Swans Commentary » swans.com August 12, 2013  



Name Of The Father


by Peter Byrne


Short Story



(Swans - August 12, 2013)   Zarowitz, there was a name. Still, he would have preferred being back when he'd never heard it. Or better, back in the days before that, when he never had those dreams. They were about his father and surprising because the old man didn't enter much into his life. Could anyone named John Smith get much into anything anywhere? He'd heard Freud's story of fathers and sons. He liked stories. But the idea that he and his father were locked together in a melodrama made him laugh. He, the son, would have stepped out of any such scenario lickety-split and with pleasure. But nothing of kind occurred. Maybe some sons had that sort of double act thrust on them, and maybe not. It sounded to him like no more than a lurid story line.

There was another reason to laugh. A man content to be named John Smith couldn't have thrust anything on anybody. Someone whose only initiative in life had been to lumber his son with his name could hardly launch a sizzling drama. Even the tacking on of "Senior" had been the town clerk's idea.

So he was John Smith, Junior, by default. He recalled first hearing the name from his mother's lips. There they were all on their own, mother and son, he getting zipped up for his first day at school.

"Don't forget to tell them you're John Smith, Junior," she said.

Holding her hand on the walk to the school gate, he couldn't get over who he had just become. She saw he was upset and explained the Junior part to him. Finishing as she hurried him through the gate, she gave one of her quick brief smiles and said,

"For us at home of course you'll still always be just, Junior."

That's exactly what continued to upset him his first day at school and his last-forever for that matter. He was number two, and number one had no more substance than a John Doe. He, Junior now, didn't blame his mother. It wasn't her doing. She only picked up the pieces when something went smashing to the floor and his father did nothing.

At grade school, he got along. What kind of fun would it have been for bullies to torment a John Smith, Junior? There were no handles on him that they could pinch and twist. Reading the roll call teachers never waited for him to say, "Present." Where else would a John Smith be but there just like the seats and desks?

Little changed in high school, if not for the worse. Hormones and social life heating up, he did some mixing. But the sing-songy ring of John Smith, Junior, undermined his style. Long hair had come in and gone out before his mother stopped going with him to the barbershop. When grease-it-and-shape-it arrived, he tried his hand. No one was having that from John Smith, Junior. The worst kid in class paused in his life of crime long enough to look into Junior's eyes and shake his head no.

One apprentice trollop with her ass in the air looked away as if shocked. John Smith, Junior, had to keep to his profile, and it was so low he fell out of the picture.

Turning twenty, his frustration simmered over in a wild spell. He had a yen for art, and graffiti had come to town. He worked out a curlicue signature that made JSJ into a looping rattlesnake. There wasn't a wall in town he didn't tag. When cries of vandalism got too loud, town officials took action. They caught John Smith, Junior, spray can in hand. He wasn't unhappy to be found out and presented as brazen a face as any Junior could manage.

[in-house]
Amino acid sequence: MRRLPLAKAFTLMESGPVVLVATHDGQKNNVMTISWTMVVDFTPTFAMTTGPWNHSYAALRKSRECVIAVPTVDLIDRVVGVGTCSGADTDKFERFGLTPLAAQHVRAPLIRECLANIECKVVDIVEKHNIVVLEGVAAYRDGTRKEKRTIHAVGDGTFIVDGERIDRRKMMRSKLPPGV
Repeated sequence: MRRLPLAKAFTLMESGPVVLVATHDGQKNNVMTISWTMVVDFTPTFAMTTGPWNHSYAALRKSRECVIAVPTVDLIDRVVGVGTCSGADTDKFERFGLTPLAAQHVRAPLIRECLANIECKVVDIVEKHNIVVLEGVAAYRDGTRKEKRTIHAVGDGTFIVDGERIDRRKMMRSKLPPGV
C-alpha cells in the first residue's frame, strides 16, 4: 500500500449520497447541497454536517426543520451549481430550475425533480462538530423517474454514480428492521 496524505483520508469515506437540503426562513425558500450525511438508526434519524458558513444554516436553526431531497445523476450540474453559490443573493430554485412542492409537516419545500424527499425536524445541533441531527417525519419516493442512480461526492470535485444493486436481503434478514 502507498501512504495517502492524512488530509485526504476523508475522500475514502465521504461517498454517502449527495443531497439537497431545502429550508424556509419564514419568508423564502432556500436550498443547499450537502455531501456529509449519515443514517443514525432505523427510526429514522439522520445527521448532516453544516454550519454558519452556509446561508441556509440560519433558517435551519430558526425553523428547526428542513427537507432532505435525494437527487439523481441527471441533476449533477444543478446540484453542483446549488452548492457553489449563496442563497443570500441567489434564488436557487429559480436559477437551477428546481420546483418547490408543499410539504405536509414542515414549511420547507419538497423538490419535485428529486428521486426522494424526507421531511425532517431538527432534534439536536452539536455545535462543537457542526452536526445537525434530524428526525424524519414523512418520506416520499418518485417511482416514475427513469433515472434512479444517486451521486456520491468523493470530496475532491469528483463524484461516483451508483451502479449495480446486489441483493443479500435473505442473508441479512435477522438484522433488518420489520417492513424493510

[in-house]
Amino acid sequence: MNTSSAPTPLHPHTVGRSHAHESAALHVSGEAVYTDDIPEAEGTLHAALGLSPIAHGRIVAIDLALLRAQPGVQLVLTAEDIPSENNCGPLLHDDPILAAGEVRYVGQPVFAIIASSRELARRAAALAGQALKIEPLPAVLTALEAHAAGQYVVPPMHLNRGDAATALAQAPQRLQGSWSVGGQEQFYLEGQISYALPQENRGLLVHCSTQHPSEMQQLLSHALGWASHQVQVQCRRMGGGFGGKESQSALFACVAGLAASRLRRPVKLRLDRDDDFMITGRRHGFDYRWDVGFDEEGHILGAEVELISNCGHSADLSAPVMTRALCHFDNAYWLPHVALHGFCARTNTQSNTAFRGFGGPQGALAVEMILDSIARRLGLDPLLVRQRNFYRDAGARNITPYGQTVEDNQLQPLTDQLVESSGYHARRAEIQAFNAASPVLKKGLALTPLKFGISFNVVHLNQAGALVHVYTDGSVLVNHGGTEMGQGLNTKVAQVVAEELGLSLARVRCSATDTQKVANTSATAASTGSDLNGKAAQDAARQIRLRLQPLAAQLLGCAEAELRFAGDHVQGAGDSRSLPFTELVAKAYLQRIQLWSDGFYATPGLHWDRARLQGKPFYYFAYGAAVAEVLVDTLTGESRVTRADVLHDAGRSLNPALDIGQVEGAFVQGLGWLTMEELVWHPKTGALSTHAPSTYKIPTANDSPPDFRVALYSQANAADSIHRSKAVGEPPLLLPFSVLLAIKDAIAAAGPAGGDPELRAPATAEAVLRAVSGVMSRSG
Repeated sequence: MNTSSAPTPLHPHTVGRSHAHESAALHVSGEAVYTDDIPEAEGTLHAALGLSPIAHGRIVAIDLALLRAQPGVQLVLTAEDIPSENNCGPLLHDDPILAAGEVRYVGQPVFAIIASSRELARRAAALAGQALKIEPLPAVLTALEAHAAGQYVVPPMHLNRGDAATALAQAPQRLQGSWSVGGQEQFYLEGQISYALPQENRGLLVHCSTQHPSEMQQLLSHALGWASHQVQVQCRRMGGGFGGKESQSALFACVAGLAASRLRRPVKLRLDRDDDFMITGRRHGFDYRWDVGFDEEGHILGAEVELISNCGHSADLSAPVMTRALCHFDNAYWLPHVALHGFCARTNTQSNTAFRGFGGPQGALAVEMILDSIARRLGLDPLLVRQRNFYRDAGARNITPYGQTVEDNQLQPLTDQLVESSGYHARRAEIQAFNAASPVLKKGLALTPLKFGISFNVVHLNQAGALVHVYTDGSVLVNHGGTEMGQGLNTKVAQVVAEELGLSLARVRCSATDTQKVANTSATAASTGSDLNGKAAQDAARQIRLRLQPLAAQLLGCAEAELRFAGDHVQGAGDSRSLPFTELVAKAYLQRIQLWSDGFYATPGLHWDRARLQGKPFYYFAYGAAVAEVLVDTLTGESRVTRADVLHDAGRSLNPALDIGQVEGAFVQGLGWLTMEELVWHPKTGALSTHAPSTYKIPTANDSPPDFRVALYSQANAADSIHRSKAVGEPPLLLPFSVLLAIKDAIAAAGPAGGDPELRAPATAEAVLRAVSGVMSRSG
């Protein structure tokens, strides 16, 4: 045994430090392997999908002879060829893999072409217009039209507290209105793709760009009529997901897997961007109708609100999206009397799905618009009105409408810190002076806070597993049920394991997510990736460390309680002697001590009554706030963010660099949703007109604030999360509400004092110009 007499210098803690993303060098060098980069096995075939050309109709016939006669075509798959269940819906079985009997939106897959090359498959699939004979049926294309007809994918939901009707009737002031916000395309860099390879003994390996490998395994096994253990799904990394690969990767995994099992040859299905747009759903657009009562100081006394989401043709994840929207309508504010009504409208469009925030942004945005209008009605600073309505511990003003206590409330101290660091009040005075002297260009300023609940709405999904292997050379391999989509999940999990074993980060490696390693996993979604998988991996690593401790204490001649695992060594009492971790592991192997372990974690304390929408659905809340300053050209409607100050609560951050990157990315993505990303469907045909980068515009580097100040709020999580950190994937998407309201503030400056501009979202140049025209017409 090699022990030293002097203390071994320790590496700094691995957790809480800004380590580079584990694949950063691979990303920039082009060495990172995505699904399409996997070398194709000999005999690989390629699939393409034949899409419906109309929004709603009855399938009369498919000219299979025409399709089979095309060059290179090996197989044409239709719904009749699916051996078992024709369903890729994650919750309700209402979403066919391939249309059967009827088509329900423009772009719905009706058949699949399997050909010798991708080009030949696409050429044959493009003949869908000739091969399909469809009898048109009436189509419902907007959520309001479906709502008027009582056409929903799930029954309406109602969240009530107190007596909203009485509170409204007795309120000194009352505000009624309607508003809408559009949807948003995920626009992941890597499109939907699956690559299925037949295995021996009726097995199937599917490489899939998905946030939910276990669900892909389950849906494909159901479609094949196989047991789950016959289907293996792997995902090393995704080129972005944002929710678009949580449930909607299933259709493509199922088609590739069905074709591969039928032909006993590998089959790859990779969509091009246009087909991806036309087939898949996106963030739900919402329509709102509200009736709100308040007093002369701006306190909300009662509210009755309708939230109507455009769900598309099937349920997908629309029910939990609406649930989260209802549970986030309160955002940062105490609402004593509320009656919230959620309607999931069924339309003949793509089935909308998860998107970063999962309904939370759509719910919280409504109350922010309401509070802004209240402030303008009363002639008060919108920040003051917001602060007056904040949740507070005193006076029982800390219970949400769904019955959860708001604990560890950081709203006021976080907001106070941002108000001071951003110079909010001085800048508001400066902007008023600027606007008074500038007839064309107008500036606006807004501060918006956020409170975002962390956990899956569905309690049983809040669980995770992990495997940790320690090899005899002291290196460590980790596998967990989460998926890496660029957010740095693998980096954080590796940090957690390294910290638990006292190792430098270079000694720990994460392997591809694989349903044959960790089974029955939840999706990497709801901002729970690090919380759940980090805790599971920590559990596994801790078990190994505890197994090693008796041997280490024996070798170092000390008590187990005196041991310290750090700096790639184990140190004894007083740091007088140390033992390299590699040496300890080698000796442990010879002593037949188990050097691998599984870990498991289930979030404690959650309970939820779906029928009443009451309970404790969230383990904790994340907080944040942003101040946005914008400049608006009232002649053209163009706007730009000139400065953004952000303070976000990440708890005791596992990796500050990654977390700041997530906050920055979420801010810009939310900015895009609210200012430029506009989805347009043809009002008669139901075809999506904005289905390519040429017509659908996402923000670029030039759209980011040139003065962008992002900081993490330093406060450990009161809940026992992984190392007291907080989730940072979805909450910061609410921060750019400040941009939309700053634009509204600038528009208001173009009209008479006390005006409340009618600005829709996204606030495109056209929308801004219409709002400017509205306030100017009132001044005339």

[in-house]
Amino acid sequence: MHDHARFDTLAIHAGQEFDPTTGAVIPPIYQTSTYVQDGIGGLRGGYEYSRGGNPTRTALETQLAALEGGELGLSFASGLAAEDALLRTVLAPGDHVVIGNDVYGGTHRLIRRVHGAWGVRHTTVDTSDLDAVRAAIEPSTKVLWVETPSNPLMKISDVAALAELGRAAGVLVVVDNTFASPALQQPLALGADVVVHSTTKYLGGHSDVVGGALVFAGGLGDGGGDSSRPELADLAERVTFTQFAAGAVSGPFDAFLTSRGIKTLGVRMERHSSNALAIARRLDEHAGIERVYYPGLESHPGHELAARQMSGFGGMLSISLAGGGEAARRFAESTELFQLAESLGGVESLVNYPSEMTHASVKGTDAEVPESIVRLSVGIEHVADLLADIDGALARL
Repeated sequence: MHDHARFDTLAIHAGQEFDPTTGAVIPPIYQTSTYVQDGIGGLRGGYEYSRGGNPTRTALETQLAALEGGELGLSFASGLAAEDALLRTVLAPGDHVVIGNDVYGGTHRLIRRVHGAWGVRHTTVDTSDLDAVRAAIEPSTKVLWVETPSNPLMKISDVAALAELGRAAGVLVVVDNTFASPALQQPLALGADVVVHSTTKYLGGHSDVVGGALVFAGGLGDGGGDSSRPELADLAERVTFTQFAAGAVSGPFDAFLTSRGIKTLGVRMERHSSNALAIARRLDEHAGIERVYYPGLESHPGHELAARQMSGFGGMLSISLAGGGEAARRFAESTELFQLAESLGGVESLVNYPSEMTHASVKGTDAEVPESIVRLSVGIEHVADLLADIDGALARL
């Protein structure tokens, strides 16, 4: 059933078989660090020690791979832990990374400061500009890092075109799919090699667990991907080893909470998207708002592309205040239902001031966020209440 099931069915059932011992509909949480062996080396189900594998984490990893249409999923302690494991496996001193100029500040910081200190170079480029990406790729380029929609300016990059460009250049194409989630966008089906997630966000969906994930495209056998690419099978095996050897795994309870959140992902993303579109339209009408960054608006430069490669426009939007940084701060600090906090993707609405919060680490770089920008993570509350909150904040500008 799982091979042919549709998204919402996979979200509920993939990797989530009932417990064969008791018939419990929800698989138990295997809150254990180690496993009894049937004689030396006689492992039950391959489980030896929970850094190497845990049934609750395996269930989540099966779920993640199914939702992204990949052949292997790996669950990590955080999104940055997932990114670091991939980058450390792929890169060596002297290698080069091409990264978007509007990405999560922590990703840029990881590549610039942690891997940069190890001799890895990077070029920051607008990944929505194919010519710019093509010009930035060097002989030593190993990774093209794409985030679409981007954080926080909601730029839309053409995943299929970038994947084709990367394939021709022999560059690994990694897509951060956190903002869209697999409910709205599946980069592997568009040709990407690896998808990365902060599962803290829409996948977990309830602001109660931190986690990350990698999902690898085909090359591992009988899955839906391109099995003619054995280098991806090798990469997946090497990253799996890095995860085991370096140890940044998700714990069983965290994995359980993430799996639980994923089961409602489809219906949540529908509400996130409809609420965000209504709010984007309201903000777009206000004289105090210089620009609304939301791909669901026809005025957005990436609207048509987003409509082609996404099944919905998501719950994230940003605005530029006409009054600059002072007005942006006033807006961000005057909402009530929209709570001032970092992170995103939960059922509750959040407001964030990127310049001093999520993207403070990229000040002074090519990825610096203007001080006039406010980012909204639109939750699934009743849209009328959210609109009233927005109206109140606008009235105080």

The men of law wanted to know what was behind the wavy JSJ. When he said -- what else could he say? -- John Smith, Junior, they smiled in relief. He got off with a scrub brush and a bucket of soapy water. They were sure his name would soon have him back on the no-problem path. And so it did. He'd waited too long to go rogue. The name that no one had trouble spelling pinned him down. Unable to sidestep the leper, John Smith, Junior, one sour Samaritan, embraced his name.

Jobs went along with the name. No sooner did employers spy it on an application form than they had a slot for him. They'd found the perfect ignorable small fry. He would never sink to the troublemaking bottom rank or put the knife in anyone above him. He would remain John Smith, Junior, steady, uncomplaining, on track.

Who could say no to a chat with Mr. No-Name the new salesman? No one, as it turned out. But once he'd put John Smith, Junior, on the table, its low energy content kicked in. He couldn't sell a thing. Then, as a telemarketer, they wrote his sales spiel for him. It began with a genial, "My name is John Smith, Junior." Householders found that too good to be true and hung up. One wiseacre said, "Call back when you start to shave."

He took refuge in a government job. It couldn't have better suited his name. His signature was in demand and endless initialing called for. Accepting defeat he surrendered to JSJ and let it settle him into decades of life as a public servant. This meant he sat in a succession of indistinguishable offices listening to the sterile whining of his colleagues. With the public, he had nothing to do. The servant served no one and spent his days making marks on a computer screen.

Promotions came at regular intervals. The name John Smith, Junior, always made the list down near the bottom. He would move upward, but infinitesimally. As in first grade, there was never a gold star after his name, only a gray checkmark for being unobtrusively present.

When Senior died, according to the eulogy full of years, Junior saw it differently. The empty bag of his father's life had simply been upended and nothing fell out. Reading the three-line obituary, he groaned to see that death left Senior still piggyback on Junior. Six feet under, the old man remained on top. Junior cursed himself for not producing a male heir on whom to unload his malediction.

It was then the dreams began. In life he had kept away from his father. Far from being actors in some two-handed drama, they lived in different novels. Junior had never taken a good look at John Smith, Senior. The dreams made up for that. The old man appeared before him like a face on Mount Rushmore. His father in life had labeled him Junior and went back into retirement. Dead he stood like a wall blocking the view.